Gen 4 in-cabin storage options

Discussion in 'Gen 4 Prius Accessories and Modifications' started by GT4Prius, May 5, 2016.

  1. ATHiker

    ATHiker Senior Member

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    [
    There are at least 2 threads where posters have done exactly that-- one with a full size spare, and another with a space saver, I think.

    With good pictures. They did excellent work.

    The white screw broke when I attempted to remove it, but apart from the blow to my ego for not being able to get it out in one piece, is not something that will be missed.

    There is a second more important fastener in back that holds in the hinge, and that popped right out with no issue.
     
  2. dalea

    dalea Junior Member

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    Here is a link to a useful thread. Compact Spare for Two Eco | Page 8 | PriusChat
    I have done two conversions, the first one with some extra sound insulation the second one without. I haven't noticed a difference in the noise levels between the two. The white screws are just press on friction catches so the more they are used the less effective they are.
     
  3. I'mJp

    I'mJp Senior Member

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    Gently pull up on the foam and maintain pressure. The fastener can be un-screwed. It will ratchet back if you let go.

    jp
     
  4. JohnF

    JohnF Active Member

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    I can't believe I'm doing this but here you go:

    Stuff that goes in my Gen 4's glovebox at the moment. At upper left is the headlamp I will use to replace the D cell Maglite below it, I did not put the headlamp into the glovebox for these photos because it's "either-or". The transparent envelope contains helpful hints for driving the Prius in snow. The case at upper right holds registration, insurance cards, towing card, tire warranties, etc.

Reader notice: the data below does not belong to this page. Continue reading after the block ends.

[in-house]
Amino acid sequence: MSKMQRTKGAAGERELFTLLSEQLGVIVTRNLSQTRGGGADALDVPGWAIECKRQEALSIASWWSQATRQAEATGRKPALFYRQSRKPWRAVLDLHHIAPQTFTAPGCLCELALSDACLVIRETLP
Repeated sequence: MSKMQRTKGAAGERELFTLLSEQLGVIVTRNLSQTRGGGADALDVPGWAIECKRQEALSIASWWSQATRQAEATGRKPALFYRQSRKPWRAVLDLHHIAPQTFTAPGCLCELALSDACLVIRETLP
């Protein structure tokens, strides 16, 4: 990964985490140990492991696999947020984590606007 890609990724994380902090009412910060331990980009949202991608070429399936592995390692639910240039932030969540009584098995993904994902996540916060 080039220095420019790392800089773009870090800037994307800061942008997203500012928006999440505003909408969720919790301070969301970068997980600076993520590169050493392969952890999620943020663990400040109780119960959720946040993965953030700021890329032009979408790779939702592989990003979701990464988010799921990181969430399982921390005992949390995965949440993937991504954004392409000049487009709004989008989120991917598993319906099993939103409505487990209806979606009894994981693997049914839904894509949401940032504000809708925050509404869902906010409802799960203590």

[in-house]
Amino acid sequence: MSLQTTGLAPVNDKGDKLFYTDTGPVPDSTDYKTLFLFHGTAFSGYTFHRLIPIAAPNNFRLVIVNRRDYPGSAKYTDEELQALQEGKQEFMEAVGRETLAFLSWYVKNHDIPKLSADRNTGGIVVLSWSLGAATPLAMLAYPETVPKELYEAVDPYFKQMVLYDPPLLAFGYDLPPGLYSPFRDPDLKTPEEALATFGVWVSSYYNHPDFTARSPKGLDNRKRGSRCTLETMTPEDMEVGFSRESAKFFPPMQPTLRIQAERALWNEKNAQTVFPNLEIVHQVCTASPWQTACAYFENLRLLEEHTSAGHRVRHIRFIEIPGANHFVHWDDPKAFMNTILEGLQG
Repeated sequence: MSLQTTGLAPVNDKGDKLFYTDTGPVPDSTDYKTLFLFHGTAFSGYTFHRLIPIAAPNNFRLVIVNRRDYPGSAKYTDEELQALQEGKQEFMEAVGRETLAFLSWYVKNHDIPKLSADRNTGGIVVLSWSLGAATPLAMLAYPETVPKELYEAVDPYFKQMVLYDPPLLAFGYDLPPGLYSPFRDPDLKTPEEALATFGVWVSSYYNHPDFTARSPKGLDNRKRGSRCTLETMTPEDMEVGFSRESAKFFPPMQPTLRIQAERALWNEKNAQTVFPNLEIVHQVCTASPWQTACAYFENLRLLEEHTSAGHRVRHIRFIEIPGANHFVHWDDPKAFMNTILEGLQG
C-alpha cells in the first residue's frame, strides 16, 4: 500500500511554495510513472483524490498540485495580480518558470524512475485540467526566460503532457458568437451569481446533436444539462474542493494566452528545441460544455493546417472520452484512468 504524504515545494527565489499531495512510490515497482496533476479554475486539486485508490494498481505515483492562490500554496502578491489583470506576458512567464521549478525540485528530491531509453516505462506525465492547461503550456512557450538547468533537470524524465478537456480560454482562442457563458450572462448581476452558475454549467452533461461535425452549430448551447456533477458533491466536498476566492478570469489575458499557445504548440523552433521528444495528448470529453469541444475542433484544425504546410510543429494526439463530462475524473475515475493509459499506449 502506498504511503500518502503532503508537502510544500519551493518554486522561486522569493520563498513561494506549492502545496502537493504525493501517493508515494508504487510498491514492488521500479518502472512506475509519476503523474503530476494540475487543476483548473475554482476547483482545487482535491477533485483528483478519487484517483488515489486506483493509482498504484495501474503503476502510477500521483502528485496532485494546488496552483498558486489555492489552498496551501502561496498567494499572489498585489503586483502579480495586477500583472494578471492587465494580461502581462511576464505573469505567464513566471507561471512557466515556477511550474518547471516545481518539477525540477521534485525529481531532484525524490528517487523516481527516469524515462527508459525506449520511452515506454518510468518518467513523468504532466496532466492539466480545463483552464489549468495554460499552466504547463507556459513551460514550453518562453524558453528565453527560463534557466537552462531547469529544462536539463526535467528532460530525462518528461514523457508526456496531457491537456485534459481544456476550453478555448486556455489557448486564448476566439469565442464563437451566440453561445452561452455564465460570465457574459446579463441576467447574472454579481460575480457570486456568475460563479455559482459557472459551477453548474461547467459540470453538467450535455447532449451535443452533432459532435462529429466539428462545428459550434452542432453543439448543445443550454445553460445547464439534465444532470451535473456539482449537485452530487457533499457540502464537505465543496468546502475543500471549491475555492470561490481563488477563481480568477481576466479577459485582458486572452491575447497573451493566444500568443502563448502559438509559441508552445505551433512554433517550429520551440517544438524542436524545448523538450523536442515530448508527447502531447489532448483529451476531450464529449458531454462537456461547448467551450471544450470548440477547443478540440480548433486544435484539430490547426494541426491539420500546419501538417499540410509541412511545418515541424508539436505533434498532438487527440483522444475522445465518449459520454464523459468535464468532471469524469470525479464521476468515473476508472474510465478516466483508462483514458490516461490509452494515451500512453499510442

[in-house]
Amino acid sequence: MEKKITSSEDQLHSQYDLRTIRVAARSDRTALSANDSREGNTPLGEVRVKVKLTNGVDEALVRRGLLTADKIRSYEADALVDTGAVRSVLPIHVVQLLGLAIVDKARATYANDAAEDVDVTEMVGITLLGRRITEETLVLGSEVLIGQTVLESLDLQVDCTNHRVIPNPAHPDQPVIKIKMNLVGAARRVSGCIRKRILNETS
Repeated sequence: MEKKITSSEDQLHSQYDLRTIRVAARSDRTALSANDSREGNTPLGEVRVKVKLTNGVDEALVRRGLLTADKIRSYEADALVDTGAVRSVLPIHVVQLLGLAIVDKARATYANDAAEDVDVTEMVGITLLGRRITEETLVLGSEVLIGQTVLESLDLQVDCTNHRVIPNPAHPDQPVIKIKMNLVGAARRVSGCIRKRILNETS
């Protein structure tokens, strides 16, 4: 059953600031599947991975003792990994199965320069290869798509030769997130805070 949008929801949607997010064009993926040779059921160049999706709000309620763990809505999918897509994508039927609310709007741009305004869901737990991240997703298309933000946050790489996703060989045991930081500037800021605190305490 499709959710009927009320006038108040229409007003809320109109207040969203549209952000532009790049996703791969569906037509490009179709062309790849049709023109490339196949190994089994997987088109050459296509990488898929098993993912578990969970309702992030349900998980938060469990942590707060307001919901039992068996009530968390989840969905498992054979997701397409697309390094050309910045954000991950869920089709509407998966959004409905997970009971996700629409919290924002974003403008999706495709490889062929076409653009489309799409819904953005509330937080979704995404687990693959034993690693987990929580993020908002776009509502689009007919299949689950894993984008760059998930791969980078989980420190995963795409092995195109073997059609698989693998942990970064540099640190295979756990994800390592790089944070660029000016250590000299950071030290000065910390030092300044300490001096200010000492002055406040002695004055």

IMG_0209.JPG

    Step 1:
    IMG_0210.JPG

    Step 2:
    IMG_0211.JPG

    Step 3: There's room for more but I'm not going to cram stuff in.

    IMG_0213.JPG

    Step 4:
    IMG_0214.JPG

    Is everybody happy now?

    MERGED

    OK, so here is my individual non-group-think opinion. Personally I don't have a problem with what Toyota did with the EPA ratings. When I bought my Gen 4, I figured that the ECO certainly would not give lower MPG in my hands than the basic Model 2 would, and might do a bit better. So I figured it was worth gambling the extra $500 in MSRP. Plus having the Li-ion battery seemed like it might be a step forward. I realize now that at least some of the difference was due to Toyota slipping the ECO into a lower weight class and therefore getting it a higher rating. But I don't care: I always expected to do better than EPA (as I have done in each of the three cars I previously owned over the past 10 years) thanks to "driving efficiently". And I'm doing wildly better than EPA with my Gen 4 Model Two ECO: first tank at 69.0 mpg on the MFD (66.9 corrected), and I'm 3/4 of the way through the second tank and the MFD is showing 71.6. And it's not even summer yet! So Toyota legally fiddling with the ECO's EPA ratings doesn't bother me.

    As for grouping the Two, Three, and Four levels together and giving them one rating, that doesn't affect me directly. But it seems to me that MPG was less of a priority for the people who bought the higher level models. All the extra features were more of a concern to these folks. And the extra weight (and the 17" tires for the Touring versions) reduces MPG, that's just the way life is. How large is the difference? I'd have to drive a Model Three or Four to know how different their MPG potential might be (or better yet, have somebody like Wayne Gerdes assess them!).

    I can't help thinking about all the handwringing here about 5 years ago with the Gen 3 over whether to get 17" wheels or not, whether they could lower the car and thereby reduce air resistance enough to compensate for the greater frontal area of the 17's. I don't recall that they were even thinking about greater rotational inertia and rolling resistance of the 17's. And now 5 years later we still have people, some of whom were members of PriusChat 5 years ago, who are surprised that the Touring models' 17" wheels might cost MPG?

    I wonder whether there isn't less willingness (or awareness) to "drive efficiently" if one owns a higher level model? That could account for some of the differences in MPG people are getting.

    Would sales of the Three and Four have suffered if they had been given lower EPA ratings? Probably, but I don't know how much. And a difference of just a few MPG might have had a disproportionate effect on sales, something I'm sure Toyota weighed.

    Realistically, if someone is not happy with the MPG they are getting there are three options: (1) change how they are driving, since that can easily have a large effect, (2) accept it (with or without a lot of complaining here), or (3) sell the car.